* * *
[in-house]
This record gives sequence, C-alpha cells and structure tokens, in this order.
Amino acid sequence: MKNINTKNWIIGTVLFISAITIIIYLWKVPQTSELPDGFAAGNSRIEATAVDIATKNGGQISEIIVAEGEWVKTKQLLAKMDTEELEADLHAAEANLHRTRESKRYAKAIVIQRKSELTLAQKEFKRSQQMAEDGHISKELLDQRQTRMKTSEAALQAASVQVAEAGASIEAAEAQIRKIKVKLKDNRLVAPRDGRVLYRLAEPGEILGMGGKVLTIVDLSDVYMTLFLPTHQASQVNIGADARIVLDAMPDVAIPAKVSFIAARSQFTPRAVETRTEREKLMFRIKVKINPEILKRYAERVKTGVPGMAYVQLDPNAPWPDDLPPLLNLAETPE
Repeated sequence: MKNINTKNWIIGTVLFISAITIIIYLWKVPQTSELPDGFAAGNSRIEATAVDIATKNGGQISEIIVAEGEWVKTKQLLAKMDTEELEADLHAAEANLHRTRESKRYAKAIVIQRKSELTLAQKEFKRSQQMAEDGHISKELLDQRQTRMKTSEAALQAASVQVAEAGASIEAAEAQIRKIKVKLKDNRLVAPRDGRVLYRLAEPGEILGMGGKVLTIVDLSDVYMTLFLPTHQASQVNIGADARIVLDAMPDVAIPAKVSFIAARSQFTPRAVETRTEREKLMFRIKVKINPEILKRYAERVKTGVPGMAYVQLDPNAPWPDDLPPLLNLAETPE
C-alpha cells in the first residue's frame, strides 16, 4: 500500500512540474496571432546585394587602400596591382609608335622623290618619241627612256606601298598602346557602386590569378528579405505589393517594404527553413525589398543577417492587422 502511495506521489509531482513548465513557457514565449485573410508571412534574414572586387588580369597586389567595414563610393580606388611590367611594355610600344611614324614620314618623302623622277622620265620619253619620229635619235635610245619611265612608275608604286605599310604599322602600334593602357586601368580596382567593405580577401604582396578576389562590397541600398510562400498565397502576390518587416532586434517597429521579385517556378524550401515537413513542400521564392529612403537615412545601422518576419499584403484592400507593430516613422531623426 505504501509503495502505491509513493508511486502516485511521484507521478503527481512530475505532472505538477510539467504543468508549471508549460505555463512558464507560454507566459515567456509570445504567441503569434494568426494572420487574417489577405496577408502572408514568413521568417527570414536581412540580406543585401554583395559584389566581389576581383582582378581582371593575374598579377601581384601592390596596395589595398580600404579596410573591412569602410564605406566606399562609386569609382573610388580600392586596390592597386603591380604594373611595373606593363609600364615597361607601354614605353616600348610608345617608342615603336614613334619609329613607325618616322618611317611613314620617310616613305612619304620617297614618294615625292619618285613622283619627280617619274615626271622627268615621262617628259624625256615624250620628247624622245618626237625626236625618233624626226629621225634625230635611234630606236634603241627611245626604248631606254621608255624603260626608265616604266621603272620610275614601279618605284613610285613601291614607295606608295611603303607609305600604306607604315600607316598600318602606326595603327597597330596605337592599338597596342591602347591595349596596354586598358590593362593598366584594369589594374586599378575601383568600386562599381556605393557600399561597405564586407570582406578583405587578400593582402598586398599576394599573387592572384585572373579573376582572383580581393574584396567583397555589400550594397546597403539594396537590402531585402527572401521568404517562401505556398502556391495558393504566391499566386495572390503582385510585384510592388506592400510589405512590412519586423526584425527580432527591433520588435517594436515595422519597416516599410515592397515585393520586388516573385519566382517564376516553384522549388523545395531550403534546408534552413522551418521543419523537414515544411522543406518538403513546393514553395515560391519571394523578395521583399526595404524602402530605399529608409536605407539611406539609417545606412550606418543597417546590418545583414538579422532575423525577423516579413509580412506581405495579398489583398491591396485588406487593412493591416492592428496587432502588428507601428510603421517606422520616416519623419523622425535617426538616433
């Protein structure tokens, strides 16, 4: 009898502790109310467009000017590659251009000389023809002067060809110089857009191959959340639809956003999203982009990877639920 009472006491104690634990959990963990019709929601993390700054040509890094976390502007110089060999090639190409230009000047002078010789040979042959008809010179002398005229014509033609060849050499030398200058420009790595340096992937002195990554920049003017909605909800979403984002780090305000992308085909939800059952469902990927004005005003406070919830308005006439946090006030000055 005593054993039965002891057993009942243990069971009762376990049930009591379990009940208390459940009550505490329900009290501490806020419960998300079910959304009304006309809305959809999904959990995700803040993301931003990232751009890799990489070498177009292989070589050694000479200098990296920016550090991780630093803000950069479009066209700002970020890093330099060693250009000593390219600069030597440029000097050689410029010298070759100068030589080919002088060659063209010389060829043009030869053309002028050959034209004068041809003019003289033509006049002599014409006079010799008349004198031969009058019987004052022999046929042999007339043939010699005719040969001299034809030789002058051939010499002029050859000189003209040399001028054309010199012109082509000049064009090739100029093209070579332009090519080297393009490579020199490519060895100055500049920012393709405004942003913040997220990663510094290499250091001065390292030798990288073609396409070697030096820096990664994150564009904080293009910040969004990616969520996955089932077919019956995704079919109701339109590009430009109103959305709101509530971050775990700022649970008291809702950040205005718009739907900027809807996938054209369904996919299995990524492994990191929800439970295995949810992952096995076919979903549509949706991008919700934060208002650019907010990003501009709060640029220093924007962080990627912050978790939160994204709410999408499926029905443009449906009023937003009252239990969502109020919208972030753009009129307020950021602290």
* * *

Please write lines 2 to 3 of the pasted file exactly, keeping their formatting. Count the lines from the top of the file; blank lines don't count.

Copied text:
This record gives sequence, C-alpha cells and structure tokens, in this order.
Amino acid sequence: MKNINTKNWIIGTVLFISAITIIIYLWKVPQTSELPDGFAAGNSRIEATAVDIATKNGGQISEIIVAEGEWVKTKQLLAKMDTEELEADLHAAEANLHRTRESKRYAKAIVIQRKSELTLAQKEFKRSQQMAEDGHISKELLDQRQTRMKTSEAALQAASVQVAEAGASIEAAEAQIRKIKVKLKDNRLVAPRDGRVLYRLAEPGEILGMGGKVLTIVDLSDVYMTLFLPTHQASQVNIGADARIVLDAMPDVAIPAKVSFIAARSQFTPRAVETRTEREKLMFRIKVKINPEILKRYAERVKTGVPGMAYVQLDPNAPWPDDLPPLLNLAETPE